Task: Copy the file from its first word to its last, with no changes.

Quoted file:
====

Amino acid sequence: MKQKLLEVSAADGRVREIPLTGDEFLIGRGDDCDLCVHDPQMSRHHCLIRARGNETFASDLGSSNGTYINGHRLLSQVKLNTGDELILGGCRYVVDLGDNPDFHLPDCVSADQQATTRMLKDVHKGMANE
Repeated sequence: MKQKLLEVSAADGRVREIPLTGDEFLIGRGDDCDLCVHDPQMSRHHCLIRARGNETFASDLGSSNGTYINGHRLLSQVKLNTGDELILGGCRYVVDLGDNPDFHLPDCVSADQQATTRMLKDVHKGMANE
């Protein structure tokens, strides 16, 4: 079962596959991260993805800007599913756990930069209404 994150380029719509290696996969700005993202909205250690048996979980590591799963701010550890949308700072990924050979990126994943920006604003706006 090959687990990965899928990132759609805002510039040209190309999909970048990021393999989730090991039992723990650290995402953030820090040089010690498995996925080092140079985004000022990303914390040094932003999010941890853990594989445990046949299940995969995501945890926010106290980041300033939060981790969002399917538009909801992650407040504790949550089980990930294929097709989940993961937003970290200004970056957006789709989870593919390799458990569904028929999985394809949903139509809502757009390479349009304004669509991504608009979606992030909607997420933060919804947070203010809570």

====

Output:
Amino acid sequence: MKQKLLEVSAADGRVREIPLTGDEFLIGRGDDCDLCVHDPQMSRHHCLIRARGNETFASDLGSSNGTYINGHRLLSQVKLNTGDELILGGCRYVVDLGDNPDFHLPDCVSADQQATTRMLKDVHKGMANE
Repeated sequence: MKQKLLEVSAADGRVREIPLTGDEFLIGRGDDCDLCVHDPQMSRHHCLIRARGNETFASDLGSSNGTYINGHRLLSQVKLNTGDELILGGCRYVVDLGDNPDFHLPDCVSADQQATTRMLKDVHKGMANE
């Protein structure tokens, strides 16, 4: 079962596959991260993805800007599913756990930069209404 994150380029719509290696996969700005993202909205250690048996979980590591799963701010550890949308700072990924050979990126994943920006604003706006 090959687990990965899928990132759609805002510039040209190309999909970048990021393999989730090991039992723990650290995402953030820090040089010690498995996925080092140079985004000022990303914390040094932003999010941890853990594989445990046949299940995969995501945890926010106290980041300033939060981790969002399917538009909801992650407040504790949550089980990930294929097709989940993961937003970290200004970056957006789709989870593919390799458990569904028929999985394809949903139509809502757009390479349009304004669509991504608009979606992030909607997420933060919804947070203010809570």